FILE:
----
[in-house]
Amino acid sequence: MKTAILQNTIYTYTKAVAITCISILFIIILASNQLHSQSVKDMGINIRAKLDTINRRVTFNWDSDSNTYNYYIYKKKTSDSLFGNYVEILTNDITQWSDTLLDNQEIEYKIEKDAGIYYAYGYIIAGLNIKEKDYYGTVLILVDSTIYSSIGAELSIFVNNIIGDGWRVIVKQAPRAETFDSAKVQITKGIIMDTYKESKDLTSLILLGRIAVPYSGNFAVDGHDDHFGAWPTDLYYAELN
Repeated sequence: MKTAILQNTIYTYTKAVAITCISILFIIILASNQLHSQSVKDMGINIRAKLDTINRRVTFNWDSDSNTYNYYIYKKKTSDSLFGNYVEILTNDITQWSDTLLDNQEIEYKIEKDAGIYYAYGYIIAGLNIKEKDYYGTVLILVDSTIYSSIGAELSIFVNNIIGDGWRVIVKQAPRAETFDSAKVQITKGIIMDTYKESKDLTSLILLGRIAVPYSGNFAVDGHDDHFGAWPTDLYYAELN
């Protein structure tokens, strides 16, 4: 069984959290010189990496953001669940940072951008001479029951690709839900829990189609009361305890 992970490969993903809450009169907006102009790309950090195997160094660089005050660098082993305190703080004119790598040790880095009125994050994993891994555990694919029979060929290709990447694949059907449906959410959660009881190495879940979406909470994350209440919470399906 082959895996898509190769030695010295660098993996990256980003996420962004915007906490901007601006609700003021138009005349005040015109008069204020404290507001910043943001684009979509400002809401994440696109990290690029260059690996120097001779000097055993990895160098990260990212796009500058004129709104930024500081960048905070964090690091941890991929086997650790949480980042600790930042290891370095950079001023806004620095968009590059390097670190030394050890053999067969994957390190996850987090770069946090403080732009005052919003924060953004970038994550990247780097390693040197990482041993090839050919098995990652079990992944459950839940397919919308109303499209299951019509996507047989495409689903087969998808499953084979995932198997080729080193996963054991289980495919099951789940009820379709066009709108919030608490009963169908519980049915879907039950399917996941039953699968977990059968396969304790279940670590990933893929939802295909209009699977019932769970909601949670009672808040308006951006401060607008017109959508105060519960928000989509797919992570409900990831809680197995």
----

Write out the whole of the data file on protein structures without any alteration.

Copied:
[in-house]
Amino acid sequence: MKTAILQNTIYTYTKAVAITCISILFIIILASNQLHSQSVKDMGINIRAKLDTINRRVTFNWDSDSNTYNYYIYKKKTSDSLFGNYVEILTNDITQWSDTLLDNQEIEYKIEKDAGIYYAYGYIIAGLNIKEKDYYGTVLILVDSTIYSSIGAELSIFVNNIIGDGWRVIVKQAPRAETFDSAKVQITKGIIMDTYKESKDLTSLILLGRIAVPYSGNFAVDGHDDHFGAWPTDLYYAELN
Repeated sequence: MKTAILQNTIYTYTKAVAITCISILFIIILASNQLHSQSVKDMGINIRAKLDTINRRVTFNWDSDSNTYNYYIYKKKTSDSLFGNYVEILTNDITQWSDTLLDNQEIEYKIEKDAGIYYAYGYIIAGLNIKEKDYYGTVLILVDSTIYSSIGAELSIFVNNIIGDGWRVIVKQAPRAETFDSAKVQITKGIIMDTYKESKDLTSLILLGRIAVPYSGNFAVDGHDDHFGAWPTDLYYAELN
């Protein structure tokens, strides 16, 4: 069984959290010189990496953001669940940072951008001479029951690709839900829990189609009361305890 992970490969993903809450009169907006102009790309950090195997160094660089005050660098082993305190703080004119790598040790880095009125994050994993891994555990694919029979060929290709990447694949059907449906959410959660009881190495879940979406909470994350209440919470399906 082959895996898509190769030695010295660098993996990256980003996420962004915007906490901007601006609700003021138009005349005040015109008069204020404290507001910043943001684009979509400002809401994440696109990290690029260059690996120097001779000097055993990895160098990260990212796009500058004129709104930024500081960048905070964090690091941890991929086997650790949480980042600790930042290891370095950079001023806004620095968009590059390097670190030394050890053999067969994957390190996850987090770069946090403080732009005052919003924060953004970038994550990247780097390693040197990482041993090839050919098995990652079990992944459950839940397919919308109303499209299951019509996507047989495409689903087969998808499953084979995932198997080729080193996963054991289980495919099951789940009820379709066009709108919030608490009963169908519980049915879907039950399917996941039953699968977990059968396969304790279940670590990933893929939802295909209009699977019932769970909601949670009672808040308006951006401060607008017109959508105060519960928000989509797919992570409900990831809680197995």